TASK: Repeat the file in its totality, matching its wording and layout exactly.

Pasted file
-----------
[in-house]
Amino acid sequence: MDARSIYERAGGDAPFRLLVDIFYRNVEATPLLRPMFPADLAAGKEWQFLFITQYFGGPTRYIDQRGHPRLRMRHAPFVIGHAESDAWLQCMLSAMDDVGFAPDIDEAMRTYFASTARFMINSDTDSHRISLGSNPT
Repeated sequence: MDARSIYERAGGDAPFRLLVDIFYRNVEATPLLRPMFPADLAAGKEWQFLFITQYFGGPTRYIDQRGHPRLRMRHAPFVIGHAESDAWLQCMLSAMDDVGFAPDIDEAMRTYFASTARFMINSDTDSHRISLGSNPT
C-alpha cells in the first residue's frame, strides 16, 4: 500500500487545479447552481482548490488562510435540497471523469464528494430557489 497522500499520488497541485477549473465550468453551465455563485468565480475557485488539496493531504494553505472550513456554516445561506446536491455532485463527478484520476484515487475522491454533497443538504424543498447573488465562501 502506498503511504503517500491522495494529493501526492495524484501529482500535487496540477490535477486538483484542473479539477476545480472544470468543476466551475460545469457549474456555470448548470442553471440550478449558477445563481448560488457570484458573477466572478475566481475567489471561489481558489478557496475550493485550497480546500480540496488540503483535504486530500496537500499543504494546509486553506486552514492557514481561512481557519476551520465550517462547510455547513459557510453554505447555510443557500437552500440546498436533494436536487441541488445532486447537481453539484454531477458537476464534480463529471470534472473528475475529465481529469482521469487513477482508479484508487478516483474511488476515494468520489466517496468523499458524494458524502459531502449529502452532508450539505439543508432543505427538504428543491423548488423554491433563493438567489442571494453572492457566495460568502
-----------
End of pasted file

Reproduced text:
[in-house]
Amino acid sequence: MDARSIYERAGGDAPFRLLVDIFYRNVEATPLLRPMFPADLAAGKEWQFLFITQYFGGPTRYIDQRGHPRLRMRHAPFVIGHAESDAWLQCMLSAMDDVGFAPDIDEAMRTYFASTARFMINSDTDSHRISLGSNPT
Repeated sequence: MDARSIYERAGGDAPFRLLVDIFYRNVEATPLLRPMFPADLAAGKEWQFLFITQYFGGPTRYIDQRGHPRLRMRHAPFVIGHAESDAWLQCMLSAMDDVGFAPDIDEAMRTYFASTARFMINSDTDSHRISLGSNPT
C-alpha cells in the first residue's frame, strides 16, 4: 500500500487545479447552481482548490488562510435540497471523469464528494430557489 497522500499520488497541485477549473465550468453551465455563485468565480475557485488539496493531504494553505472550513456554516445561506446536491455532485463527478484520476484515487475522491454533497443538504424543498447573488465562501 502506498503511504503517500491522495494529493501526492495524484501529482500535487496540477490535477486538483484542473479539477476545480472544470468543476466551475460545469457549474456555470448548470442553471440550478449558477445563481448560488457570484458573477466572478475566481475567489471561489481558489478557496475550493485550497480546500480540496488540503483535504486530500496537500499543504494546509486553506486552514492557514481561512481557519476551520465550517462547510455547513459557510453554505447555510443557500437552500440546498436533494436536487441541488445532486447537481453539484454531477458537476464534480463529471470534472473528475475529465481529469482521469487513477482508479484508487478516483474511488476515494468520489466517496468523499458524494458524502459531502449529502452532508450539505439543508432543505427538504428543491423548488423554491433563493438567489442571494453572492457566495460568502